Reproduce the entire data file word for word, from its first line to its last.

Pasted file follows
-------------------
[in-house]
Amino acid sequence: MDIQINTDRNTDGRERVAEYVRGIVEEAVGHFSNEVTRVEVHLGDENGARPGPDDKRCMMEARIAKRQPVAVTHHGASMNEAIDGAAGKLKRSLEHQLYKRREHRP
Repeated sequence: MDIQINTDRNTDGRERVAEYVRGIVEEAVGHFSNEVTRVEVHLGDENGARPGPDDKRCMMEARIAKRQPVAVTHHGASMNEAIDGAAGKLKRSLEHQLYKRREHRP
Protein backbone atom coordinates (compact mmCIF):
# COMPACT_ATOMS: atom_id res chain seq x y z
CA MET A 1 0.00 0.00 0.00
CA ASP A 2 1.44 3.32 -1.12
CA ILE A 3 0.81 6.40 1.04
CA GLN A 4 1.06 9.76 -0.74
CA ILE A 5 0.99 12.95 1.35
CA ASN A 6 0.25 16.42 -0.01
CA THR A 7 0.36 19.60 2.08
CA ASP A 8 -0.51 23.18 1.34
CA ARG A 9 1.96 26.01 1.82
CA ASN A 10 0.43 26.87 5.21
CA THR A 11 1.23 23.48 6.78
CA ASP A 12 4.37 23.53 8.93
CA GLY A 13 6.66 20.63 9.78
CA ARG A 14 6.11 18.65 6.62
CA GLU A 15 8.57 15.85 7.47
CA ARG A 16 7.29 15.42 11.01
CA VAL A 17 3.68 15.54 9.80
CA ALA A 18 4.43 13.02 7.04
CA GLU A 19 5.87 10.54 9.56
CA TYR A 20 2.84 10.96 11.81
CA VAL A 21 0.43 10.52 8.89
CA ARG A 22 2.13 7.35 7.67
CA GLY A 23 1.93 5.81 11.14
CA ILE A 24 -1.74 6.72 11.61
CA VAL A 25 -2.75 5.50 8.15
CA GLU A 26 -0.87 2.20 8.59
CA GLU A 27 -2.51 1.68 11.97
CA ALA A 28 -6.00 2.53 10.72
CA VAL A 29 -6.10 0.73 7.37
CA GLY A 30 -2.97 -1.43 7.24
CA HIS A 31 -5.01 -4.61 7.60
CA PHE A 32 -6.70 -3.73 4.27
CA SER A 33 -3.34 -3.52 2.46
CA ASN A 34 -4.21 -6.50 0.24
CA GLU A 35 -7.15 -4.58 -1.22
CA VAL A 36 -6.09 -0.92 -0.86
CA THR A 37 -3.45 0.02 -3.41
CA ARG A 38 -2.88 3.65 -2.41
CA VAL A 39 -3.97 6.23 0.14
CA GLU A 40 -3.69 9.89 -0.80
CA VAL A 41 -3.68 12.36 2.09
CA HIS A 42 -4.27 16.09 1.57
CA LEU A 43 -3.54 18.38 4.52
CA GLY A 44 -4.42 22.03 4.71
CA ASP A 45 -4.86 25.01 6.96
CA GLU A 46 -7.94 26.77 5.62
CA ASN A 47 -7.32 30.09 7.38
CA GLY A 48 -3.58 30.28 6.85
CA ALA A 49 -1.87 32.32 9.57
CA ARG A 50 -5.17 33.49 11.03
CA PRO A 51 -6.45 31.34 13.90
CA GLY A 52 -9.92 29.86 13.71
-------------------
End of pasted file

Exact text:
[in-house]
Amino acid sequence: MDIQINTDRNTDGRERVAEYVRGIVEEAVGHFSNEVTRVEVHLGDENGARPGPDDKRCMMEARIAKRQPVAVTHHGASMNEAIDGAAGKLKRSLEHQLYKRREHRP
Repeated sequence: MDIQINTDRNTDGRERVAEYVRGIVEEAVGHFSNEVTRVEVHLGDENGARPGPDDKRCMMEARIAKRQPVAVTHHGASMNEAIDGAAGKLKRSLEHQLYKRREHRP
Protein backbone atom coordinates (compact mmCIF):
# COMPACT_ATOMS: atom_id res chain seq x y z
CA MET A 1 0.00 0.00 0.00
CA ASP A 2 1.44 3.32 -1.12
CA ILE A 3 0.81 6.40 1.04
CA GLN A 4 1.06 9.76 -0.74
CA ILE A 5 0.99 12.95 1.35
CA ASN A 6 0.25 16.42 -0.01
CA THR A 7 0.36 19.60 2.08
CA ASP A 8 -0.51 23.18 1.34
CA ARG A 9 1.96 26.01 1.82
CA ASN A 10 0.43 26.87 5.21
CA THR A 11 1.23 23.48 6.78
CA ASP A 12 4.37 23.53 8.93
CA GLY A 13 6.66 20.63 9.78
CA ARG A 14 6.11 18.65 6.62
CA GLU A 15 8.57 15.85 7.47
CA ARG A 16 7.29 15.42 11.01
CA VAL A 17 3.68 15.54 9.80
CA ALA A 18 4.43 13.02 7.04
CA GLU A 19 5.87 10.54 9.56
CA TYR A 20 2.84 10.96 11.81
CA VAL A 21 0.43 10.52 8.89
CA ARG A 22 2.13 7.35 7.67
CA GLY A 23 1.93 5.81 11.14
CA ILE A 24 -1.74 6.72 11.61
CA VAL A 25 -2.75 5.50 8.15
CA GLU A 26 -0.87 2.20 8.59
CA GLU A 27 -2.51 1.68 11.97
CA ALA A 28 -6.00 2.53 10.72
CA VAL A 29 -6.10 0.73 7.37
CA GLY A 30 -2.97 -1.43 7.24
CA HIS A 31 -5.01 -4.61 7.60
CA PHE A 32 -6.70 -3.73 4.27
CA SER A 33 -3.34 -3.52 2.46
CA ASN A 34 -4.21 -6.50 0.24
CA GLU A 35 -7.15 -4.58 -1.22
CA VAL A 36 -6.09 -0.92 -0.86
CA THR A 37 -3.45 0.02 -3.41
CA ARG A 38 -2.88 3.65 -2.41
CA VAL A 39 -3.97 6.23 0.14
CA GLU A 40 -3.69 9.89 -0.80
CA VAL A 41 -3.68 12.36 2.09
CA HIS A 42 -4.27 16.09 1.57
CA LEU A 43 -3.54 18.38 4.52
CA GLY A 44 -4.42 22.03 4.71
CA ASP A 45 -4.86 25.01 6.96
CA GLU A 46 -7.94 26.77 5.62
CA ASN A 47 -7.32 30.09 7.38
CA GLY A 48 -3.58 30.28 6.85
CA ALA A 49 -1.87 32.32 9.57
CA ARG A 50 -5.17 33.49 11.03
CA PRO A 51 -6.45 31.34 13.90
CA GLY A 52 -9.92 29.86 13.71